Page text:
“Finance capital, concentrated in a few hands and exercising a virtual monopoly, exacts enormous and ever-increasing profits…strengthens the domination of the financial oligarchy and levis tribute upon the whole of society for the benefit of the monopolists.”²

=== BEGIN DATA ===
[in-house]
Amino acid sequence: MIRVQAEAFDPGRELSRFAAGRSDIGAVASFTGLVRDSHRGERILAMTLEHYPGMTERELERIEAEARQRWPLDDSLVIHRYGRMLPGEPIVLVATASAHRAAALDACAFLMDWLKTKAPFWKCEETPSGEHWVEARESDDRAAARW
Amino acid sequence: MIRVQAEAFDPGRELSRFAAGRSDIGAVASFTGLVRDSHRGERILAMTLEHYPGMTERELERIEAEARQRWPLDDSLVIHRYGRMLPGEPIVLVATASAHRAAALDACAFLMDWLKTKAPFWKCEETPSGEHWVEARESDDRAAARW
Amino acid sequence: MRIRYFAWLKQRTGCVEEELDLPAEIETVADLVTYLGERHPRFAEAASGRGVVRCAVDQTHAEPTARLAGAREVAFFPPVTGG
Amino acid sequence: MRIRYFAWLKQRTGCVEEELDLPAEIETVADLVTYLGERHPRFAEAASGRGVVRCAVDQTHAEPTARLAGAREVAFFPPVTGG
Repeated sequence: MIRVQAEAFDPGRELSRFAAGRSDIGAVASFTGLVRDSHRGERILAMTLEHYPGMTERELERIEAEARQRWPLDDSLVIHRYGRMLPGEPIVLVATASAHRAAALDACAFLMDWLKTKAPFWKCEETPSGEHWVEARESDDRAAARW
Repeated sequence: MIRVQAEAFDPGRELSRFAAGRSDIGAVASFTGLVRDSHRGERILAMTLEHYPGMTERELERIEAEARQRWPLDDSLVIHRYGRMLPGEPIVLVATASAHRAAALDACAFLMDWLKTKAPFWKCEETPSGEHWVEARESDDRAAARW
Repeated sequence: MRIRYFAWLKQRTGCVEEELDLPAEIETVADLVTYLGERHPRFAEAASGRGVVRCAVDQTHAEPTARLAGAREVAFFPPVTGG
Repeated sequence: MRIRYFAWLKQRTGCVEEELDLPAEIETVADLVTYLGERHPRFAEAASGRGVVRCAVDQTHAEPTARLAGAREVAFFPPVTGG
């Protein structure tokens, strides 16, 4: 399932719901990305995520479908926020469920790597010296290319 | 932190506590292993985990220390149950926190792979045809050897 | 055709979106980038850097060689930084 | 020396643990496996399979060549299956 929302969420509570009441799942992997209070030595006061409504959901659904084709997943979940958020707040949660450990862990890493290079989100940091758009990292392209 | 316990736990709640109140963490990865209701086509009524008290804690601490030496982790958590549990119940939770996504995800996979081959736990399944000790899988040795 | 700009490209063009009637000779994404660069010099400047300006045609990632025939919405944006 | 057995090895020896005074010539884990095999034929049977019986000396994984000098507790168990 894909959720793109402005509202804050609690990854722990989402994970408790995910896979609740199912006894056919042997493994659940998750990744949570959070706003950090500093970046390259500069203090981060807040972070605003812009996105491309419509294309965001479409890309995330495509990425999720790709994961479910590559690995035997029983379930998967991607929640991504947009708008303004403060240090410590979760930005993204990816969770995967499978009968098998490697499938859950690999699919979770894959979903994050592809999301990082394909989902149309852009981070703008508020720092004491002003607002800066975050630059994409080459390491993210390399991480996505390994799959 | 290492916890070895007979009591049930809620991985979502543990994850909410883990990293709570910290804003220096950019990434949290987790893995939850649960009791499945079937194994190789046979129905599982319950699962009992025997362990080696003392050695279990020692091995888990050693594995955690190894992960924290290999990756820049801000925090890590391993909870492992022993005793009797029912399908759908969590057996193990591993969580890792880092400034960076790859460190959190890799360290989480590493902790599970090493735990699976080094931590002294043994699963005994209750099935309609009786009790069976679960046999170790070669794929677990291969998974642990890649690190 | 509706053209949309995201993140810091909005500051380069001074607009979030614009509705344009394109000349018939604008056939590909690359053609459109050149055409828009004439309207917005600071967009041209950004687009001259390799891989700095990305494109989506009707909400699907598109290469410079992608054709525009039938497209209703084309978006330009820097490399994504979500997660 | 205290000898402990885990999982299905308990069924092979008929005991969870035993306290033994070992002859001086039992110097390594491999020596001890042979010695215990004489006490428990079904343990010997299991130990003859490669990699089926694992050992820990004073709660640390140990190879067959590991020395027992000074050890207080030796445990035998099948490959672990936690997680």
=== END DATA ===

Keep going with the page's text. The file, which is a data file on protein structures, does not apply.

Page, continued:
Though there are certain features of neoliberalism as a manifestation of capitalist statecraft, most notably its authoritarian hostility to even bourgeois parliamentary democracy, that are unique, it is not uniquely imperialist. Social democratic politics in the First World are also inevitably paid for with profits extracted from the imperial exterior or Third World. The difference is that discontent with the status quo is far sharper in imperialist countries under neoliberalism because the state uses nationalism and more overt coercion to control proletarian dissent, preferring sticks where Keynesians preferred carrots. Neoconservative politics, which were in vogue in America when Harvey published the book but have since waned in favour of an isolationist and populist rightism (i.e. the Tea Party and so-called “libertarians”) are here explained as the right-wing response to the dissolution of social cohesion under neoliberalism. That is fine as far as it goes, but Harvey makes the bizarre mistake of calling for the Left to develop its own morality discourse, when that probably represents a retreat in favour of the right.³